These bits have been eliminated.

> • 4.2: Coverage - it would be nice if Fig. 2.1 showed the coverage
> of authentication (integrity protection!) and encryption. Why is an
> Ethernet frame's FCS not covered by integrity protection? Is there
> any non-malicious reason someone would want to modify the FCS in
> transit?

Figures showing coverage have been added to Section 4.2.

The only time there is an FCS is if the link between two RBridge ports
is Ethernet. If, for example, the link is PPP or pseudowire, there is
no FCS; In particular, the inner Ethernet-like payload of a TRILL Data
packet does not have an FCS. So providing integrity protection of an
FCS does not make sense. An RBridge Channel packet looks like a TRILL
Data packet and can go multiple RBridge hops some of which are
Ethernet and have an FCS and some of which are not Ethernet and do not
have an FCS. Even if all were Ethernet, the FCS can change due to
changes in presences/absence of an outer VLAN tag or other tags or the

> • 4.3: "in some cases" - why not simply say, "When SType is 1 or 3"?

While this is always done for SType 1, it might or might not be used
for SType 2 or future STypes. (The SType numbering has changed a bit
and there is no STyp3 in the revised draft.)

> • 4.3: why deconstruct HKDF and use HKDF-Expand instead of simply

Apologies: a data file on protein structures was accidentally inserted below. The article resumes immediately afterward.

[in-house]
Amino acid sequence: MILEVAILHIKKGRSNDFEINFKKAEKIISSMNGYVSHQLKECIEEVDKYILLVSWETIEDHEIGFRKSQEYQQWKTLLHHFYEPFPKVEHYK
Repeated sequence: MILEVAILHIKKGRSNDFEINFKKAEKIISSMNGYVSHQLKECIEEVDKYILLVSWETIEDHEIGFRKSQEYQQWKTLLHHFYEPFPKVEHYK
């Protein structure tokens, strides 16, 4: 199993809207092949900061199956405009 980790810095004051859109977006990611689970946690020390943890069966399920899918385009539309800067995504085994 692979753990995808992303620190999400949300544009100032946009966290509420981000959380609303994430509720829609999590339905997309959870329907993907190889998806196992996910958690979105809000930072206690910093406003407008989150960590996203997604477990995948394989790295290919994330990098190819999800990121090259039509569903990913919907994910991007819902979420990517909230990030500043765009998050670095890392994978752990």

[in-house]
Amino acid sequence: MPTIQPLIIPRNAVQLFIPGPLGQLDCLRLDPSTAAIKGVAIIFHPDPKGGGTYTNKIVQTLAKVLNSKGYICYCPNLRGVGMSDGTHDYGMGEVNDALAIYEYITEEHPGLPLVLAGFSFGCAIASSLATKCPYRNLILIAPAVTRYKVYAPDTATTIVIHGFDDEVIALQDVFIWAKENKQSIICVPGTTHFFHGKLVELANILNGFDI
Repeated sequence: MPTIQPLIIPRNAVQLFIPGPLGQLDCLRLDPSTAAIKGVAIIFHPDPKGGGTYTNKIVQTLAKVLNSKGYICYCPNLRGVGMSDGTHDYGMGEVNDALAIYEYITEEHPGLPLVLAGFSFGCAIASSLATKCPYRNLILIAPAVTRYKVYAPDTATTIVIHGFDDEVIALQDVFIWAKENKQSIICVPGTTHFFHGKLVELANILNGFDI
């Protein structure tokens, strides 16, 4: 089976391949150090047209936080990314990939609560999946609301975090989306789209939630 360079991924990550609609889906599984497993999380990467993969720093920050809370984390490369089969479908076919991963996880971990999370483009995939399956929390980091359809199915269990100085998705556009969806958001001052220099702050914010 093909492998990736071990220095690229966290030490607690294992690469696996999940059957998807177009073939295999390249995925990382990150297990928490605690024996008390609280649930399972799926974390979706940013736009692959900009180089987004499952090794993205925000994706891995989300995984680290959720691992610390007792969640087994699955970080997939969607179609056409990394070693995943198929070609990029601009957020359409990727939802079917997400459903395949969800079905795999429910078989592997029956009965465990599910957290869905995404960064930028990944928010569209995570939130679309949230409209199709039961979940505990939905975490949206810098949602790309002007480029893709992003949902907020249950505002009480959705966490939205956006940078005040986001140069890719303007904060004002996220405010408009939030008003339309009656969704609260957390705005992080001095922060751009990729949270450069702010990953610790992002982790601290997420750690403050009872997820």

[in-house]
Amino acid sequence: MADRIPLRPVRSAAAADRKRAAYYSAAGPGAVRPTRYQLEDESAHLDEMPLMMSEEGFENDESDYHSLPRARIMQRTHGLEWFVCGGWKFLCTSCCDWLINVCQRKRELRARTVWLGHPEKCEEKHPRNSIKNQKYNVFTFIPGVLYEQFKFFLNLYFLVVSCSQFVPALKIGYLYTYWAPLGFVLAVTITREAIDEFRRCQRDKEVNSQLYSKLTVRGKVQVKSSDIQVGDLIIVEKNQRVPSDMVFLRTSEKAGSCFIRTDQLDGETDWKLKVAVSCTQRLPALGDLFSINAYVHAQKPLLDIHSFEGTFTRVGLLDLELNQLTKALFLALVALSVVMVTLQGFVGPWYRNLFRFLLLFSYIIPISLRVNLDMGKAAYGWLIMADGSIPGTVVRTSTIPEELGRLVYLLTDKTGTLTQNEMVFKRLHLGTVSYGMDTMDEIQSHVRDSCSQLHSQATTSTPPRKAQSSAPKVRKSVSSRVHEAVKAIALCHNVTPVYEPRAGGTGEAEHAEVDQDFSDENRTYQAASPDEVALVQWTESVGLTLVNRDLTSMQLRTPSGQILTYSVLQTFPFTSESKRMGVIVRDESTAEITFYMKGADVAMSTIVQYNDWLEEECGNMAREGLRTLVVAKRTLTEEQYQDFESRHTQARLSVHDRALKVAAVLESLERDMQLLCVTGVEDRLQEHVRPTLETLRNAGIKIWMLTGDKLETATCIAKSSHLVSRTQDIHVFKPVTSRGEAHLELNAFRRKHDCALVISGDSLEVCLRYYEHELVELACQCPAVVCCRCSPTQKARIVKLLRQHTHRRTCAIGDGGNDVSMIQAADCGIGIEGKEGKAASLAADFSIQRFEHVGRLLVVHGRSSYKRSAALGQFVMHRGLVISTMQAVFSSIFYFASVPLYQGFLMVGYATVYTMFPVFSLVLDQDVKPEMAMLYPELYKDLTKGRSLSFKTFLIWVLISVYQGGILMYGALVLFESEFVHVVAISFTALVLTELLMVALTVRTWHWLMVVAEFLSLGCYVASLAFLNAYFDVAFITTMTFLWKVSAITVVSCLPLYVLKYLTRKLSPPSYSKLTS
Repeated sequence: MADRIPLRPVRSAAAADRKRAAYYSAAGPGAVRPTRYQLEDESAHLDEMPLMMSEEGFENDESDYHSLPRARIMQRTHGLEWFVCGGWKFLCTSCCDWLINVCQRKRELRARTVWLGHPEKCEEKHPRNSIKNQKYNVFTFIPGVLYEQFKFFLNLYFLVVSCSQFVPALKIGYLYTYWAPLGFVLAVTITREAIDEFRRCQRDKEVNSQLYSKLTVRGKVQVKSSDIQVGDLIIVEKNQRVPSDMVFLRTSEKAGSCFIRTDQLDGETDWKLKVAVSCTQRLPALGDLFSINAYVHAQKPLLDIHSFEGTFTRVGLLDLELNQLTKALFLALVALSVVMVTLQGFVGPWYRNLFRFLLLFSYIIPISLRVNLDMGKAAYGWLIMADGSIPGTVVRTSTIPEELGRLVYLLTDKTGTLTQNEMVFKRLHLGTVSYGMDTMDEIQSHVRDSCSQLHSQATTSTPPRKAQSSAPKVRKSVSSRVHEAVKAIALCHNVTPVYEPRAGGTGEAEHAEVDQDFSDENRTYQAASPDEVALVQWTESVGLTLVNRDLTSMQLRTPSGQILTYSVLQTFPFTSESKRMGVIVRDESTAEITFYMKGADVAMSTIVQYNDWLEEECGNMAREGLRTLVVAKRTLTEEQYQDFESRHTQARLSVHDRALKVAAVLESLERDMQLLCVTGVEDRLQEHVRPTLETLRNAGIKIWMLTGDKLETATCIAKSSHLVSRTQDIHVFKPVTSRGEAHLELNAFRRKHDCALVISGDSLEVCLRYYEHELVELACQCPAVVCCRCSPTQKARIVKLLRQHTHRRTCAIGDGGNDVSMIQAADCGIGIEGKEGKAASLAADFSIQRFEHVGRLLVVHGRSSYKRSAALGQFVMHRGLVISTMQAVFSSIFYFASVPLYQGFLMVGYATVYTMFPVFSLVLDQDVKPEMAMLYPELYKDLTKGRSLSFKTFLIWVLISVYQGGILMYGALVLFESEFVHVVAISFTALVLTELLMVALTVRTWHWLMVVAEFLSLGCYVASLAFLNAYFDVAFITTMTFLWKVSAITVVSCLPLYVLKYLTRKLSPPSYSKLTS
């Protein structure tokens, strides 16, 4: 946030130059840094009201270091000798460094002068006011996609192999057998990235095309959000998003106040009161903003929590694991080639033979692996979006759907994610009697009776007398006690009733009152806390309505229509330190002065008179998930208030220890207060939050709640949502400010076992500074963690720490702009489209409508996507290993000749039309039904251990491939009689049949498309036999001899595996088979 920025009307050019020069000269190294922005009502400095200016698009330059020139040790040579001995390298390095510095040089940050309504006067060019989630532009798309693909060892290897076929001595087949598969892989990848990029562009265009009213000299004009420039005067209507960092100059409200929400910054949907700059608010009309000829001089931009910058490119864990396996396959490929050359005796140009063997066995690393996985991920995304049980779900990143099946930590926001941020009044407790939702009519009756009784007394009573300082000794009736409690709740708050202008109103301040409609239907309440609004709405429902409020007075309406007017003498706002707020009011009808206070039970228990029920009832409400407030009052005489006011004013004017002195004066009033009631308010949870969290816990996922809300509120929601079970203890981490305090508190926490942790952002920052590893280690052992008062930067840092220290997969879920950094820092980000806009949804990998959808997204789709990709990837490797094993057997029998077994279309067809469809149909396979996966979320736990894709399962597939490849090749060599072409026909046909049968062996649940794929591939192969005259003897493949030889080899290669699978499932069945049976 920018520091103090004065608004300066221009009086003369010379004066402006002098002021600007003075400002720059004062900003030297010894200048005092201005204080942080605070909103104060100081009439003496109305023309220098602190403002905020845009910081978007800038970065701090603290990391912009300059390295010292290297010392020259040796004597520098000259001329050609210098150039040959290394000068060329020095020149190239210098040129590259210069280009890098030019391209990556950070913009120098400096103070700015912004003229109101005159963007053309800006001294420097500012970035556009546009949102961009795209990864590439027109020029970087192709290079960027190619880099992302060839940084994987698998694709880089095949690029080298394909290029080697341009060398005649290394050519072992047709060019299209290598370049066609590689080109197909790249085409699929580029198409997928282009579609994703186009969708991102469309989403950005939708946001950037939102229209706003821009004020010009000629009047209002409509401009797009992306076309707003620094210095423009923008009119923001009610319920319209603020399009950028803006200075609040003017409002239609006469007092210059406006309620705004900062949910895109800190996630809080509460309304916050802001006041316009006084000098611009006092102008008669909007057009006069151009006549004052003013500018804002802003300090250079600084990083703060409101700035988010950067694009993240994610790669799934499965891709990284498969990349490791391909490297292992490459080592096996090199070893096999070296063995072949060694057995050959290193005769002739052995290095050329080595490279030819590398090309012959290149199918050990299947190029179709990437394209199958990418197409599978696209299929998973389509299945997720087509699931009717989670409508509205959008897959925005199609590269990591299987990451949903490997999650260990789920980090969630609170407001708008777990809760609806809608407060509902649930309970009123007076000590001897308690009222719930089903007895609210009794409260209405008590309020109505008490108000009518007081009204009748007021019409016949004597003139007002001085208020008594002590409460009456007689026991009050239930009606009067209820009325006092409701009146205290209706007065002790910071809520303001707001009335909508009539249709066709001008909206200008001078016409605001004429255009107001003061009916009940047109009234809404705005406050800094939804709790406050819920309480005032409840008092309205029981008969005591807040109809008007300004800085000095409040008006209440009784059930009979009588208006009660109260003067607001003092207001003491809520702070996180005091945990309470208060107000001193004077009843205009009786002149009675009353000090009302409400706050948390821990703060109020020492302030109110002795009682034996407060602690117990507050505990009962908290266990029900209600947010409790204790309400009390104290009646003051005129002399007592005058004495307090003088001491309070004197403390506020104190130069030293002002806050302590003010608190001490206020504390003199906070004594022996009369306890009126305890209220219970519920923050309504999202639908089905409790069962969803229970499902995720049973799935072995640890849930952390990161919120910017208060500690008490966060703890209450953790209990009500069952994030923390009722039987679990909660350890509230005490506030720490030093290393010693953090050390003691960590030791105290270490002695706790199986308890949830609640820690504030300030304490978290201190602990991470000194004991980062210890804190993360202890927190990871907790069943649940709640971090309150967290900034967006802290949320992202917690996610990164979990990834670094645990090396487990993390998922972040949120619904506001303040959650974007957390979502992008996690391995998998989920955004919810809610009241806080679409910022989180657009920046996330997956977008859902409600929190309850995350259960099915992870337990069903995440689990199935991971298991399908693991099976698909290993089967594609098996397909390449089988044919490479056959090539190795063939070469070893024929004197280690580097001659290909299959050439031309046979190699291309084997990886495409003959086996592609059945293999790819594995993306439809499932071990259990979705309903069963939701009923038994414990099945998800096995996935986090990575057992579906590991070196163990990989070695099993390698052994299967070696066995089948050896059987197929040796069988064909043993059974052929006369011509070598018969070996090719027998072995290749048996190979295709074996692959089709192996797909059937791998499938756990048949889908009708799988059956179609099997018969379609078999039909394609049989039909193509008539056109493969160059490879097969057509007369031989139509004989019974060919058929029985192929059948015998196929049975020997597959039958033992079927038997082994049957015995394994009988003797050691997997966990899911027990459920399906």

> using the whole thing, including HKDF-Extract?

Because the draft follows the advice in RFC 5869 that specifies HKDF:

                   In some applications, the input may already be a
   good pseudorandom key; in these cases, the "extract" stage is not
   necessary, and the "expand" part can be used alone.

Version -08 of the draft says, "It is assumed that the IS-IS keying
material is of high quality."

> • I am confused about 4.1 vs. 4.5, and specifically, what does the
> Size byte cover. I think this is incorrect in 4.5.

Maybe I am missing something but they look compatible with me. Section
4.1 is more general, and now says that when security information is
present it consists of four reserved bits followed by 12 bits of size
information followed by zero to 2**12-1 bytes of "More Info". Section 4.5
is more specific and says that for a particular SType, this "More
Info" consists of the two byte RFC 5310 Key ID followed by a variable
amount of "Authentication Data".

> • 4.6: this section starts with certificates (presumably, both
> client and server should authenticate with a cert) and then moves on
> to PSK. Are both allowed?

The current draft provides that if DTLS is in use, then PSK MUST be
supported and certificates MAY be supported. Perhaps that MAY should
be turned back into a SHOULD.

> • 4.6: TLS is rapidly moving toward perfect-forward secrecy. Why
> require a cipher suite that's being deprecated across all of
> industry (TLS_RSA_WITH_AES_128_CBC_SHA256)?

The draft no longer specifies cipher suites and is intended to just
defer to whatever the DTLS implementation requirements are.

I am not sure how much the following comments apply to the current draft...
> • 4.6.: I am still unclear on how CT keys are derived from DTLS.